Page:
Tips:
Choose a barbecue sauce that's sweet and smokey, like a honey or brown sugar variety. You could even add some brown sugar or honey and a few drops of liquid smoke to your favorite brand. You can find liquid smoke at your grocery store in the same aisle as you'd find barbecue sauce. Be sure to only use a few drops. A little goes a long way!
If you need to adjust the cooking time, figure one hour on high equals two hours on low. Basically, you'll need a total of about 10 hours of cooking time, so you can do any combination of high and low, as long as you come out to 10 hours at the end. The crock pot is extremely forgiving, so if you should happen to let it cook for an extra hour, all will still be right with the world.

Wednesday, June 25, 2008

String Bean Salad with Artichokes and Tomatoes



Here's a simple summer salad that's always fresh and light. There's really nothing to it. I just like this flavor combination. Apparently everyone at Marie's birthday party liked it too!

fresh string beans
grape tomatoes
artichoke hearts
basil vinaigrette dressing (or your favorite dressing)

Snap off the ends of the string beans. Place them in a large colander over a pot of boiling water. Steam until tender. Rinse with cold water to stop the cooking. Drain well. Slice tomatoes in half. Drain artichokes and cut into quarters. Toss everything together with the dressing.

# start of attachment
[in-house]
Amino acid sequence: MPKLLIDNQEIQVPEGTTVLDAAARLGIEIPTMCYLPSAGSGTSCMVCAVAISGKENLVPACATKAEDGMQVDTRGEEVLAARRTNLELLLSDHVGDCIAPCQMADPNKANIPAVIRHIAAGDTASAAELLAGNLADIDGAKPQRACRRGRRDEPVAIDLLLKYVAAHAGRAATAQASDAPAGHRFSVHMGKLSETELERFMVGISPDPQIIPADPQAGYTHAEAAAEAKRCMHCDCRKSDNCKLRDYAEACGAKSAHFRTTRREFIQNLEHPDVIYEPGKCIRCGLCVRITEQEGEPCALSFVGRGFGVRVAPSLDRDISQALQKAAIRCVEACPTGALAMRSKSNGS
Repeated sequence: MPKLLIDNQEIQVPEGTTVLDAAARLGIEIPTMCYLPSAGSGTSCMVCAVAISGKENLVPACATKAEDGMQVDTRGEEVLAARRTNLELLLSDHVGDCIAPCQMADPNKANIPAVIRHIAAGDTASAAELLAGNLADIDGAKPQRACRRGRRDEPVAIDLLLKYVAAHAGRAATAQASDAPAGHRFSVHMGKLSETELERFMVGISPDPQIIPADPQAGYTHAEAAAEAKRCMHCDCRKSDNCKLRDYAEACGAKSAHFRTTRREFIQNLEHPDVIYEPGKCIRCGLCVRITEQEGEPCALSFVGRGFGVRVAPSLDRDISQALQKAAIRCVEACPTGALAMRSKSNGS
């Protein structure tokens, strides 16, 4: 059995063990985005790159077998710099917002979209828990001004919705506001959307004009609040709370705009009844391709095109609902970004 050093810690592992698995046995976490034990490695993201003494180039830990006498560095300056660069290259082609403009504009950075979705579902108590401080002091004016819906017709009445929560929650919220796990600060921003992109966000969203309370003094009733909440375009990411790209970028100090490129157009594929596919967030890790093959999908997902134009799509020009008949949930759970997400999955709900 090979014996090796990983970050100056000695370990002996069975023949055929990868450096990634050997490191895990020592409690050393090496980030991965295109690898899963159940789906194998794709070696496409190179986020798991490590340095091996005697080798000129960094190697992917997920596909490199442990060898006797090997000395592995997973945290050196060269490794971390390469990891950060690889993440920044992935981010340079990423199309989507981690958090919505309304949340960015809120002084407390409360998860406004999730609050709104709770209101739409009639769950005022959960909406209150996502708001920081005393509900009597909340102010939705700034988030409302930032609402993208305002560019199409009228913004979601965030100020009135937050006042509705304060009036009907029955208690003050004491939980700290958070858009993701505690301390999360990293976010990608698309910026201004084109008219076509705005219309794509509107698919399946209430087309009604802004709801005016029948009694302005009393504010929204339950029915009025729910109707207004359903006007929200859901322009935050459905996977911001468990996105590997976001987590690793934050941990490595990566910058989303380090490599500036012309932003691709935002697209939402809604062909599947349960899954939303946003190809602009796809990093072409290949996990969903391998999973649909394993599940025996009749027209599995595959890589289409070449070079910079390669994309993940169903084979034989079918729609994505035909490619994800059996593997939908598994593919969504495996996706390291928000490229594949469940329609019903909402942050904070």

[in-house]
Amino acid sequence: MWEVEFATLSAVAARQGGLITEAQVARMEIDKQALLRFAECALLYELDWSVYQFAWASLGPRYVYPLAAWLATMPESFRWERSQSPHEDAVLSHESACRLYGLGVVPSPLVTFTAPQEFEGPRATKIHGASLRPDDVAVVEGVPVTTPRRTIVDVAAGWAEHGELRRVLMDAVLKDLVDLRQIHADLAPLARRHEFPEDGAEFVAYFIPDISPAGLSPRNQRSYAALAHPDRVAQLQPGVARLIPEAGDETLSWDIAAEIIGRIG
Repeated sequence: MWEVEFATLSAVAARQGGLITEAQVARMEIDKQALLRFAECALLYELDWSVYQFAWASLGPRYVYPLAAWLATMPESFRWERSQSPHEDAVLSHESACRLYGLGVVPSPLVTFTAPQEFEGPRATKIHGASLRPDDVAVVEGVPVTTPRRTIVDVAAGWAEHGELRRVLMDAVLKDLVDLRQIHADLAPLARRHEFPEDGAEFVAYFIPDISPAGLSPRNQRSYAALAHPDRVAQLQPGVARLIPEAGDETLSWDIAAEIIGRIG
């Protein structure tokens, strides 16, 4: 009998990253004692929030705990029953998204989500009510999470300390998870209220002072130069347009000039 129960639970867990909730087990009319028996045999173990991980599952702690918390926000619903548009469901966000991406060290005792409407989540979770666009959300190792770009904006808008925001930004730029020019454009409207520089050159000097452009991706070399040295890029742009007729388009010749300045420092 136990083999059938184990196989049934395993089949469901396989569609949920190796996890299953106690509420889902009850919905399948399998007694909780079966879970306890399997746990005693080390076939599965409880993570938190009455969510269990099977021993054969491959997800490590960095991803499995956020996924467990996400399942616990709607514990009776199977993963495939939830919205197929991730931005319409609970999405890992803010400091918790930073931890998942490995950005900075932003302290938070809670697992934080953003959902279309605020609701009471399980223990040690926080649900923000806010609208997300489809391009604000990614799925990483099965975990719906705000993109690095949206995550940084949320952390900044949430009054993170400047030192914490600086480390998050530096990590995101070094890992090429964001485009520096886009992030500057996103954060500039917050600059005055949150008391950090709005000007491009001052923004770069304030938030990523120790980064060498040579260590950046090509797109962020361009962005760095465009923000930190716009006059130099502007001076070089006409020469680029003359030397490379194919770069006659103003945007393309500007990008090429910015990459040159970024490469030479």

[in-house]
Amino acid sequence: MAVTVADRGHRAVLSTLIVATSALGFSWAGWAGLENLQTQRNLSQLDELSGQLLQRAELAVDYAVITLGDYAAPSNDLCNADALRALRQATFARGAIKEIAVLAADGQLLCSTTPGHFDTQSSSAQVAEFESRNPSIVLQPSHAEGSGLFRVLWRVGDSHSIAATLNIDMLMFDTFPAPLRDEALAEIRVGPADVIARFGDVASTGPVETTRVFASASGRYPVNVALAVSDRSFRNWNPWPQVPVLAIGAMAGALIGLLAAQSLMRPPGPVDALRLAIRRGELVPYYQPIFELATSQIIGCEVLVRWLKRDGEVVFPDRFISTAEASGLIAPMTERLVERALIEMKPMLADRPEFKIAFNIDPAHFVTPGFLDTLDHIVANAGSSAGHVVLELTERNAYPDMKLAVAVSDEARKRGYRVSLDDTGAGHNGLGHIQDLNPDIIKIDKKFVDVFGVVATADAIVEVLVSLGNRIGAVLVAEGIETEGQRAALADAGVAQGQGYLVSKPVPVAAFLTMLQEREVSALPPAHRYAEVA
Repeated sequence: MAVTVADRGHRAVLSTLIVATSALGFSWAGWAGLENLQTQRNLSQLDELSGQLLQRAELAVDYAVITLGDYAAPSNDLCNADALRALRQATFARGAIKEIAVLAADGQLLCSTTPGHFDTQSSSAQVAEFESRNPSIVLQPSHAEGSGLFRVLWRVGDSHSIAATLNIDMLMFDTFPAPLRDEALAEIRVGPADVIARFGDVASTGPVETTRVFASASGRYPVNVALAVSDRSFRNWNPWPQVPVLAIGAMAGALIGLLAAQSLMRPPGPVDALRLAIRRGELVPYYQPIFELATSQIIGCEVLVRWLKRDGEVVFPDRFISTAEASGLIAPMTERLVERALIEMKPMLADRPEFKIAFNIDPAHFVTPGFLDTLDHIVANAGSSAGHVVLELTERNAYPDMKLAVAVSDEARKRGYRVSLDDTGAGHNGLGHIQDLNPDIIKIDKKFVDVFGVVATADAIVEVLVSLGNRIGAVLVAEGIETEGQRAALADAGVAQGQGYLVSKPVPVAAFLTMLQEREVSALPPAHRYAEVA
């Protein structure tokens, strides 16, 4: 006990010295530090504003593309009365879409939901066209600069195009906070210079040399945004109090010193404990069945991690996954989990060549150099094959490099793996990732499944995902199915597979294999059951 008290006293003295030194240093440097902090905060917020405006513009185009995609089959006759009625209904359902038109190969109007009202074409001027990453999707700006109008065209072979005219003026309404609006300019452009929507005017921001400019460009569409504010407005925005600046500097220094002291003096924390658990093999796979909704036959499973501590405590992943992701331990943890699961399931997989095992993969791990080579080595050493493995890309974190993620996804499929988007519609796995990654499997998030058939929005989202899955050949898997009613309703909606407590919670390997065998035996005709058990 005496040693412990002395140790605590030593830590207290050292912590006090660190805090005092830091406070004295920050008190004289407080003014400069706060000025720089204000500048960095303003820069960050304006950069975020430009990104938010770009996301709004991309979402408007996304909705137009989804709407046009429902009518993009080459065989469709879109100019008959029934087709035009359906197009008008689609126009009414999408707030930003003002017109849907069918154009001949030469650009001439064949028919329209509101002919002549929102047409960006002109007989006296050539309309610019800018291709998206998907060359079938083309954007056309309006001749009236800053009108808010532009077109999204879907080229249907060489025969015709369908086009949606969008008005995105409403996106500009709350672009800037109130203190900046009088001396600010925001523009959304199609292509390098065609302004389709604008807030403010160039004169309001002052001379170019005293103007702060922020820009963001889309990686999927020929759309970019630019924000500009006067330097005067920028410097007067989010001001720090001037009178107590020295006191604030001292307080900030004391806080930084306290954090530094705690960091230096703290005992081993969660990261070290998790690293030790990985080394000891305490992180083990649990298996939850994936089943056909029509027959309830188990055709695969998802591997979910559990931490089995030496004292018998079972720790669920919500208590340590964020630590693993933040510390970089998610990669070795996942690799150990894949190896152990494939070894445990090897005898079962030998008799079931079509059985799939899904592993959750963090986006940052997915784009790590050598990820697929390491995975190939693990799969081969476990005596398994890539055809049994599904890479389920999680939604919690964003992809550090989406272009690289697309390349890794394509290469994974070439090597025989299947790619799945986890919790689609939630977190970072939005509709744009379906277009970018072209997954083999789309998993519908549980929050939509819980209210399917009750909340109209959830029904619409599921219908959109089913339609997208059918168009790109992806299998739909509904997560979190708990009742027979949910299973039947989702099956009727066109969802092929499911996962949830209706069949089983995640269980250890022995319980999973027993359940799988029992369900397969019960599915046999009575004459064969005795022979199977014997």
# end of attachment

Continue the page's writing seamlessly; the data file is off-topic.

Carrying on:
Tip:
My favorite dressing for this salad is Good Seasons Basil Vinaigrette, (the one that comes in a little packet). Use balsamic vinegar instead of white vinegar and just mix it up following the directions on the packet. Delish!

Tuesday, June 24, 2008

Pesto Cheesecake




Usually when someone mentions cheesecake, you immediately think of something rich and sweet and creamy with graham crackers and strawberries or blueberries or chocolate or a million other delicious and fabulous dessert variations. But have you ever thought of serving a cheesecake as a savory appetizer? The first time I ever heard of a savory cheesecake was a few years ago when my sister, Jeanie, made one for a family holiday event. It was delicious! I seem to remember hers also had tomatoes and fresh herbs. I guess one could come up with as many savory varieties of cheesecake as dessert varieties! Think of it as one of those herb cheese spreads that comes in a little tub, only much much better!
This is another recipe from Eileen and I'm thrilled that she shared it with me. I'm not sure if it's hers or where she got it, but like I always say, since she gave it to me, she gets the credit. You should definitely give this one a try.
Thanx Eileen!


Pesto ingredients:
1 package fresh basil, about 1/2 cup
1/3 cup pine nuts
2 cloves garlic
1/3 cup olive oil
1/2 cup Parmesan cheese -- grated


Cheesecake ingredients:
1 tablespoon butter
1/4 cup dry bread crumbs
2 tablespoons Parmesan cheese -- grated
2 package,8oz cream cheese
1 cup ricotta cheese
1/2 cup Parmesan cheese -- grated